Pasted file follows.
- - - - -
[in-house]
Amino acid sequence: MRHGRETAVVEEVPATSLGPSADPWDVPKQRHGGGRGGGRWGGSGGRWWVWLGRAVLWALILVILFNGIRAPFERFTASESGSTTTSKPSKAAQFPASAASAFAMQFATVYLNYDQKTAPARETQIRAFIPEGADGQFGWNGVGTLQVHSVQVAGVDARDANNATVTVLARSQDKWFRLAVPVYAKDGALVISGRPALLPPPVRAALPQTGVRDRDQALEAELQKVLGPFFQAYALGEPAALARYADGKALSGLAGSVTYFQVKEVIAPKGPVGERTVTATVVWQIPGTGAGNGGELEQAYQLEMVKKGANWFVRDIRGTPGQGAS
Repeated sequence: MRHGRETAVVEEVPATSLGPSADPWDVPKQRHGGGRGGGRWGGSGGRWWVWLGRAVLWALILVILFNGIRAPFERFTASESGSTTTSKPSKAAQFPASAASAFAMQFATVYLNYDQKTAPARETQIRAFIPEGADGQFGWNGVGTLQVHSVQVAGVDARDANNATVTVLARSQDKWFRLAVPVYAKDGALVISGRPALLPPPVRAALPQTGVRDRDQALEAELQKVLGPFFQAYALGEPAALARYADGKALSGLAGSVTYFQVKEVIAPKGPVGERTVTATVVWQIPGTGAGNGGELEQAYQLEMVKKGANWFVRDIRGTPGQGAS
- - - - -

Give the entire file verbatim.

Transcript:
[in-house]
Amino acid sequence: MRHGRETAVVEEVPATSLGPSADPWDVPKQRHGGGRGGGRWGGSGGRWWVWLGRAVLWALILVILFNGIRAPFERFTASESGSTTTSKPSKAAQFPASAASAFAMQFATVYLNYDQKTAPARETQIRAFIPEGADGQFGWNGVGTLQVHSVQVAGVDARDANNATVTVLARSQDKWFRLAVPVYAKDGALVISGRPALLPPPVRAALPQTGVRDRDQALEAELQKVLGPFFQAYALGEPAALARYADGKALSGLAGSVTYFQVKEVIAPKGPVGERTVTATVVWQIPGTGAGNGGELEQAYQLEMVKKGANWFVRDIRGTPGQGAS
Repeated sequence: MRHGRETAVVEEVPATSLGPSADPWDVPKQRHGGGRGGGRWGGSGGRWWVWLGRAVLWALILVILFNGIRAPFERFTASESGSTTTSKPSKAAQFPASAASAFAMQFATVYLNYDQKTAPARETQIRAFIPEGADGQFGWNGVGTLQVHSVQVAGVDARDANNATVTVLARSQDKWFRLAVPVYAKDGALVISGRPALLPPPVRAALPQTGVRDRDQALEAELQKVLGPFFQAYALGEPAALARYADGKALSGLAGSVTYFQVKEVIAPKGPVGERTVTATVVWQIPGTGAGNGGELEQAYQLEMVKKGANWFVRDIRGTPGQGAS